The Pelly Crossing man who pleaded guilty to manslaughter for killing 18-year-old Raine Silas in 2016 by hitting him in the head with a two-by-four was sentenced to four and a half years in jail earlier this week.
Territorial court judge Peter Chisholm sentenced Tristan Joe, 32, at a hearing in Pelly Crossing on Oct. 2.
Joe, originally charged with second-degree murder in Silas’s death, pleaded guilty to manslaughter during his preliminary hearing in March.
As is standard practice, Joe will get credit for the time he’s already spent in custody, meaning he will serve another 20 months in jail before he’s released. Chisholm also sentenced him to three years’ probation.
According to an agreed statement of facts, Joe, then 30, and Silas got into a fight in Pelly Crossing the night of Nov. 3, 2016. During the fight, Joe picked up a two-by-four piece of lumber and struck Silas in the head. A family member brought Silas to a medical centre, where he received stitches, and then brought him to his grandparents’ house, where he went to sleep.
Family members checked on Silas throughout the night, but found him unresponsive the morning of Nov. 4, 2016. He was pronounced dead shortly after.
Joe was severely intoxicated that night and has no memory of what happened, the statement says.
At a sentencing hearing in August, the Crown had recommended that Joe receive six to eight years in jail while Joe’s defence lawyer, Jennifer Cunningham, said three and a half years of custody followed by three years of probation was appropriate.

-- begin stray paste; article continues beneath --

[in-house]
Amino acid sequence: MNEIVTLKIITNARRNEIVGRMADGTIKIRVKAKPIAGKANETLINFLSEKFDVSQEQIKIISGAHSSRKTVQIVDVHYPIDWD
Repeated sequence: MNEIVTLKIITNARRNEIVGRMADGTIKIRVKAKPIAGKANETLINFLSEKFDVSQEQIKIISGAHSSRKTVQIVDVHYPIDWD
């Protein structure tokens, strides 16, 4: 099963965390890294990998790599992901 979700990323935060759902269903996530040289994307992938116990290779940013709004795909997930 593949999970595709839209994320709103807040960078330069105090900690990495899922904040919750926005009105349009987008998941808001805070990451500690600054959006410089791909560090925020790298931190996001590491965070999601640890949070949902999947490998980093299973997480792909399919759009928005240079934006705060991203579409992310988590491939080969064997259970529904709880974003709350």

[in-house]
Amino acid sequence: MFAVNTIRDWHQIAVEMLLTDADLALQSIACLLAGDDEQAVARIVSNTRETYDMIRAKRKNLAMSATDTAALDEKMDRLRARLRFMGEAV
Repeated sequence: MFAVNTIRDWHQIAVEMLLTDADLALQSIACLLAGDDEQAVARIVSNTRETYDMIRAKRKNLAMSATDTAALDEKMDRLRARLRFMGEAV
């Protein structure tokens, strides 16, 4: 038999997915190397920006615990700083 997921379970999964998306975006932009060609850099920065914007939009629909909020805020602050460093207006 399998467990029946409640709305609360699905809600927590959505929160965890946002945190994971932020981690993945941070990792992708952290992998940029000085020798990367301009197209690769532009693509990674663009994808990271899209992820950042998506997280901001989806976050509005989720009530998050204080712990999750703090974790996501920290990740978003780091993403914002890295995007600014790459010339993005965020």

In his sentencing reasonings, Chisholm said that, based on the more than 20 victim impact statements submitted during Joe’s sentencing hearing, it would be an understatement to describe Silas’s death as “devastating.”
“Mr. Silas was a young man whose potential will never be realized … there is no sentence that will lessen the loss that the family and friends of Raine Silas endure,” Chisholm said.
The judge also acknowledged Joe’s personal circumstances, noting that he is a survivor of the intergenerational trauma of residential schools, had a “chaotic, unstable, abusive and traumatic” childhood and fell into a lifestyle that “embraced” drugs and alcohol at an early age.
Chisholm said that Joe’s Gladue factors, along with his guilty plea, active participation in programming and therapy while in jail, genuine remorse for his crime and his circle of friends and family who support his desire to be rehabilitated were mitigating factors.
However, he also noted several aggravating factors, including Joe’s “history of violence,” such as a previous conviction of assault causing bodily harm, the fact that, at the time of the crime, he was on probation and was not supposed to be outside his home while intoxicated, and the fact that he, as a 30-year-old man, agreed to fight a teenager.
The use of a piece of lumber in the fight was dangerous and violent, Chisholm said, and while using it was “opportunistic and impulsive,” the gravity of the offense was serious.
Along with serving his remaining time in jail and his probation, the conditions of which include keeping the peace, abstaining from drugs and alcohol and completing 100 hours of community service, Joe will also be subject to a DNA order and 10-year firearm ban.
Chisholm also approved a no-contact order that originally contained about 40 names, but, upon request by Cunningham, was reduced to just the people that had provided victim impact statements in August.
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